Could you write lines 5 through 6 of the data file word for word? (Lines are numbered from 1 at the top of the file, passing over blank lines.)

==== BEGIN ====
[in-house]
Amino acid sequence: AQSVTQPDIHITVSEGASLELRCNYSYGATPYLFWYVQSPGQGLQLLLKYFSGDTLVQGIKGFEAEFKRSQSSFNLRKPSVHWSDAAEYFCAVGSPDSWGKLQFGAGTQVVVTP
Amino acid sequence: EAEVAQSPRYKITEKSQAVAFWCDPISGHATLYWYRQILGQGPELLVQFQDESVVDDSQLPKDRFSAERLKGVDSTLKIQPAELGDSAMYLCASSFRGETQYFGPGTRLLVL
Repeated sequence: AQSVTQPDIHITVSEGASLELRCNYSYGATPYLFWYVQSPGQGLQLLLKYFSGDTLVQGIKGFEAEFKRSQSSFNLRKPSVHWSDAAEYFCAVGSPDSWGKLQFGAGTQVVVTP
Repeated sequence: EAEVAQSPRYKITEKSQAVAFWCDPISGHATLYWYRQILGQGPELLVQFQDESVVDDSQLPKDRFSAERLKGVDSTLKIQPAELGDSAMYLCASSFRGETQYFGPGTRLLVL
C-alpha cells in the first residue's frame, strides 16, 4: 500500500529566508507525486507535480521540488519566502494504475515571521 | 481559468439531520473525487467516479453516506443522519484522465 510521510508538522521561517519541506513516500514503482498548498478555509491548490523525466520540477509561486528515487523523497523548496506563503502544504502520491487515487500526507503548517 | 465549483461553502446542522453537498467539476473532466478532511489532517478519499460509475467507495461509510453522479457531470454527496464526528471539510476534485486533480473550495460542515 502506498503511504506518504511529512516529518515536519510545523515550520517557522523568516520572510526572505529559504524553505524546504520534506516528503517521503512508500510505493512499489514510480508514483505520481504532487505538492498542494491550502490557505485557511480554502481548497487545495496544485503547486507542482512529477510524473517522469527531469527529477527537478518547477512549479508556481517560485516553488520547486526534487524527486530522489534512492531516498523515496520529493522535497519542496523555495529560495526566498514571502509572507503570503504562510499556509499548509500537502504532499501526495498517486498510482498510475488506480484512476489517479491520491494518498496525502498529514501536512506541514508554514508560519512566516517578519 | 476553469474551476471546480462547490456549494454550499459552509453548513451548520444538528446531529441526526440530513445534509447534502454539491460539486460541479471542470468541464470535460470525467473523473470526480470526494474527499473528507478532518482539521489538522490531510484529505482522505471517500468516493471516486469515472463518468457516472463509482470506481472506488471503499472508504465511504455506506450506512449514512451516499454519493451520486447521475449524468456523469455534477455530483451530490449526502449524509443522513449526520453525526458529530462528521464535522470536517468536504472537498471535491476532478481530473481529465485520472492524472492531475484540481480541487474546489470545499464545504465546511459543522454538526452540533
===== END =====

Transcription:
Repeated sequence: EAEVAQSPRYKITEKSQAVAFWCDPISGHATLYWYRQILGQGPELLVQFQDESVVDDSQLPKDRFSAERLKGVDSTLKIQPAELGDSAMYLCASSFRGETQYFGPGTRLLVL
C-alpha cells in the first residue's frame, strides 16, 4: 500500500529566508507525486507535480521540488519566502494504475515571521 | 481559468439531520473525487467516479453516506443522519484522465 510521510508538522521561517519541506513516500514503482498548498478555509491548490523525466520540477509561486528515487523523497523548496506563503502544504502520491487515487500526507503548517 | 465549483461553502446542522453537498467539476473532466478532511489532517478519499460509475467507495461509510453522479457531470454527496464526528471539510476534485486533480473550495460542515 502506498503511504506518504511529512516529518515536519510545523515550520517557522523568516520572510526572505529559504524553505524546504520534506516528503517521503512508500510505493512499489514510480508514483505520481504532487505538492498542494491550502490557505485557511480554502481548497487545495496544485503547486507542482512529477510524473517522469527531469527529477527537478518547477512549479508556481517560485516553488520547486526534487524527486530522489534512492531516498523515496520529493522535497519542496523555495529560495526566498514571502509572507503570503504562510499556509499548509500537502504532499501526495498517486498510482498510475488506480484512476489517479491520491494518498496525502498529514501536512506541514508554514508560519512566516517578519 | 476553469474551476471546480462547490456549494454550499459552509453548513451548520444538528446531529441526526440530513445534509447534502454539491460539486460541479471542470468541464470535460470525467473523473470526480470526494474527499473528507478532518482539521489538522490531510484529505482522505471517500468516493471516486469515472463518468457516472463509482470506481472506488471503499472508504465511504455506506450506512449514512451516499454519493451520486447521475449524468456523469455534477455530483451530490449526502449524509443522513449526520453525526458529530462528521464535522470536517468536504472537498471535491476532478481530473481529465485520472492524472492531475484540481480541487474546489470545499464545504465546511459543522454538526452540533